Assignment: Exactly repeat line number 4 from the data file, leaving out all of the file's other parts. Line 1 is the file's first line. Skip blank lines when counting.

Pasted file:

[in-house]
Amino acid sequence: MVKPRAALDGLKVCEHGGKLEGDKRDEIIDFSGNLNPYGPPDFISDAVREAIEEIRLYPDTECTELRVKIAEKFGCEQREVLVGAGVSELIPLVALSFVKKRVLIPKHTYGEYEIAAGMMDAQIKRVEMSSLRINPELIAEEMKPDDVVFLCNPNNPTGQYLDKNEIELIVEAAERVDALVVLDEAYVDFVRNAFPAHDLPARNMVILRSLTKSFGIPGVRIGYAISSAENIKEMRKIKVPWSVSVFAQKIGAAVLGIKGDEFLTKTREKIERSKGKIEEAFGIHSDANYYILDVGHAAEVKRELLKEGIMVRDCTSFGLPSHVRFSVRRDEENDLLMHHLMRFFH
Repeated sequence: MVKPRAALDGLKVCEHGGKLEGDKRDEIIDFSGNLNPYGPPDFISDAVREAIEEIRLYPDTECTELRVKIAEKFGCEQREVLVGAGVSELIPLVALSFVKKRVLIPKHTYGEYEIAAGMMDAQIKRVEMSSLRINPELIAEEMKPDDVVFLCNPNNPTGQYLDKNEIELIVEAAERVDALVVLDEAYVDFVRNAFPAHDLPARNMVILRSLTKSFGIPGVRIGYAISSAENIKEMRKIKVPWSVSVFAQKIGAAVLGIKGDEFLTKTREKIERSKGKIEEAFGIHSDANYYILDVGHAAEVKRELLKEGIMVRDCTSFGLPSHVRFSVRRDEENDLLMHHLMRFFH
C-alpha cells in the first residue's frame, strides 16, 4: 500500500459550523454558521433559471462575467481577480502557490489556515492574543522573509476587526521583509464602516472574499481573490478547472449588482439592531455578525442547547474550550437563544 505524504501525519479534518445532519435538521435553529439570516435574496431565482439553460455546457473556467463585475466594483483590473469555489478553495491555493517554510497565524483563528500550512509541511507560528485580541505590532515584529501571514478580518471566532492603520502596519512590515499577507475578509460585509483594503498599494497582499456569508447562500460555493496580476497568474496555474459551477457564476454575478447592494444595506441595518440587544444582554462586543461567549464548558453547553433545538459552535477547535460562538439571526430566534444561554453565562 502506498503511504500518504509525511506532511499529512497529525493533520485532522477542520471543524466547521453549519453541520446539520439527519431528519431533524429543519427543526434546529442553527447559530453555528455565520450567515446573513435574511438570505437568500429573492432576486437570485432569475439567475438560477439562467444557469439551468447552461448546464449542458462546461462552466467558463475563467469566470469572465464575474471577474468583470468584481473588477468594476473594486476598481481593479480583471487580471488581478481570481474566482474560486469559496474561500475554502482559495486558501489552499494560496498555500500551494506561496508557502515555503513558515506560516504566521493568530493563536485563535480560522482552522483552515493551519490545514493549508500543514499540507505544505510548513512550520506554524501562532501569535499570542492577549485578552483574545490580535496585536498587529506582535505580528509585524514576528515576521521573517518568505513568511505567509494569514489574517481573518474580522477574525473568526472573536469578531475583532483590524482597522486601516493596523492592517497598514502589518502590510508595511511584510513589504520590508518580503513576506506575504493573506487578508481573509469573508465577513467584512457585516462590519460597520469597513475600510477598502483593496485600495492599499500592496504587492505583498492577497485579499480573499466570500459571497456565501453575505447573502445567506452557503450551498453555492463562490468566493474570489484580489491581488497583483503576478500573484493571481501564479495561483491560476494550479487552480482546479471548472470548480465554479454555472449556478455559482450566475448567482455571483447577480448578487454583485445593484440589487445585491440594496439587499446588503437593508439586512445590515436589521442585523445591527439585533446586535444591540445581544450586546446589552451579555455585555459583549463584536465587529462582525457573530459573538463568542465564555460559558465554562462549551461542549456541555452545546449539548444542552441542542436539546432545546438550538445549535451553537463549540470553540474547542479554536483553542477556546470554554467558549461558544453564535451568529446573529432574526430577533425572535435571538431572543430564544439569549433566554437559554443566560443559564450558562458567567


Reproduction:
C-alpha cells in the first residue's frame, strides 16, 4: 500500500459550523454558521433559471462575467481577480502557490489556515492574543522573509476587526521583509464602516472574499481573490478547472449588482439592531455578525442547547474550550437563544 505524504501525519479534518445532519435538521435553529439570516435574496431565482439553460455546457473556467463585475466594483483590473469555489478553495491555493517554510497565524483563528500550512509541511507560528485580541505590532515584529501571514478580518471566532492603520502596519512590515499577507475578509460585509483594503498599494497582499456569508447562500460555493496580476497568474496555474459551477457564476454575478447592494444595506441595518440587544444582554462586543461567549464548558453547553433545538459552535477547535460562538439571526430566534444561554453565562 502506498503511504500518504509525511506532511499529512497529525493533520485532522477542520471543524466547521453549519453541520446539520439527519431528519431533524429543519427543526434546529442553527447559530453555528455565520450567515446573513435574511438570505437568500429573492432576486437570485432569475439567475438560477439562467444557469439551468447552461448546464449542458462546461462552466467558463475563467469566470469572465464575474471577474468583470468584481473588477468594476473594486476598481481593479480583471487580471488581478481570481474566482474560486469559496474561500475554502482559495486558501489552499494560496498555500500551494506561496508557502515555503513558515506560516504566521493568530493563536485563535480560522482552522483552515493551519490545514493549508500543514499540507505544505510548513512550520506554524501562532501569535499570542492577549485578552483574545490580535496585536498587529506582535505580528509585524514576528515576521521573517518568505513568511505567509494569514489574517481573518474580522477574525473568526472573536469578531475583532483590524482597522486601516493596523492592517497598514502589518502590510508595511511584510513589504520590508518580503513576506506575504493573506487578508481573509469573508465577513467584512457585516462590519460597520469597513475600510477598502483593496485600495492599499500592496504587492505583498492577497485579499480573499466570500459571497456565501453575505447573502445567506452557503450551498453555492463562490468566493474570489484580489491581488497583483503576478500573484493571481501564479495561483491560476494550479487552480482546479471548472470548480465554479454555472449556478455559482450566475448567482455571483447577480448578487454583485445593484440589487445585491440594496439587499446588503437593508439586512445590515436589521442585523445591527439585533446586535444591540445581544450586546446589552451579555455585555459583549463584536465587529462582525457573530459573538463568542465564555460559558465554562462549551461542549456541555452545546449539548444542552441542542436539546432545546438550538445549535451553537463549540470553540474547542479554536483553542477556546470554554467558549461558544453564535451568529446573529432574526430577533425572535435571538431572543430564544439569549433566554437559554443566560443559564450558562458567567